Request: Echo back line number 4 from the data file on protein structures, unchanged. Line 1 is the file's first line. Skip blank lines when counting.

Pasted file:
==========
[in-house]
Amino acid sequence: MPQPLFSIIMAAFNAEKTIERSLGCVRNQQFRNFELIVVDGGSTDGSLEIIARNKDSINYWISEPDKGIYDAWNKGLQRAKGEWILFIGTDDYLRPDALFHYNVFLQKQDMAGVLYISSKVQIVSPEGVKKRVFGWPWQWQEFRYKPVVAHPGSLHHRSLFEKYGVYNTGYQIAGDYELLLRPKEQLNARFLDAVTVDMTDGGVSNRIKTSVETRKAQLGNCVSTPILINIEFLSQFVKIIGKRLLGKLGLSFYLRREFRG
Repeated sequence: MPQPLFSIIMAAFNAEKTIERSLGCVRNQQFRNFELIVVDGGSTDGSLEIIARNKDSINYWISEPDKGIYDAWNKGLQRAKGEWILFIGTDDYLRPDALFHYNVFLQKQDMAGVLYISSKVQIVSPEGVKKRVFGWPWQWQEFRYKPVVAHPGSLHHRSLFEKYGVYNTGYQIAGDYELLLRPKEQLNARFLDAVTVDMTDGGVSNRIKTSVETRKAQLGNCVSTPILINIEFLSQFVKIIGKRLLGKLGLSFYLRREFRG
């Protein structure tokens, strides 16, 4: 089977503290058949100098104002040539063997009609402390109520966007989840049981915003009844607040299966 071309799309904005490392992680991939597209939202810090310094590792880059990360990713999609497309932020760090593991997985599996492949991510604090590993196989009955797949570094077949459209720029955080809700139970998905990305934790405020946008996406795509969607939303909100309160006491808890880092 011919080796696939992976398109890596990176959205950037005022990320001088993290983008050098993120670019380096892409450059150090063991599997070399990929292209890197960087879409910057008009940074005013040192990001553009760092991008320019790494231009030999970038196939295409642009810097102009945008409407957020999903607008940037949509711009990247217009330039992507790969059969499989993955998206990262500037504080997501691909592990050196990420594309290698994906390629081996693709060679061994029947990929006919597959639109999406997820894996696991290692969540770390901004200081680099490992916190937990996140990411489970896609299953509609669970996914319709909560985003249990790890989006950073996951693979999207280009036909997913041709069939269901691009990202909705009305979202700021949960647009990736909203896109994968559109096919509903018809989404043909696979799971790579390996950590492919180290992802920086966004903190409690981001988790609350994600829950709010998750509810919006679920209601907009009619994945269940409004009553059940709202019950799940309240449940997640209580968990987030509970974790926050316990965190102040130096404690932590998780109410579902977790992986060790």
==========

């Protein structure tokens, strides 16, 4: 089977503290058949100098104002040539063997009609402390109520966007989840049981915003009844607040299966 071309799309904005490392992680991939597209939202810090310094590792880059990360990713999609497309932020760090593991997985599996492949991510604090590993196989009955797949570094077949459209720029955080809700139970998905990305934790405020946008996406795509969607939303909100309160006491808890880092 011919080796696939992976398109890596990176959205950037005022990320001088993290983008050098993120670019380096892409450059150090063991599997070399990929292209890197960087879409910057008009940074005013040192990001553009760092991008320019790494231009030999970038196939295409642009810097102009945008409407957020999903607008940037949509711009990247217009330039992507790969059969499989993955998206990262500037504080997501691909592990050196990420594309290698994906390629081996693709060679061994029947990929006919597959639109999406997820894996696991290692969540770390901004200081680099490992916190937990996140990411489970896609299953509609669970996914319709909560985003249990790890989006950073996951693979999207280009036909997913041709069939269901691009990202909705009305979202700021949960647009990736909203896109994968559109096919509903018809989404043909696979799971790579390996950590492919180290992802920086966004903190409690981001988790609350994600829950709010998750509810919006679920209601907009009619994945269940409004009553059940709202019950799940309240449940997640209580968990987030509970974790926050316990965190102040130096404690932590998780109410579902977790992986060790």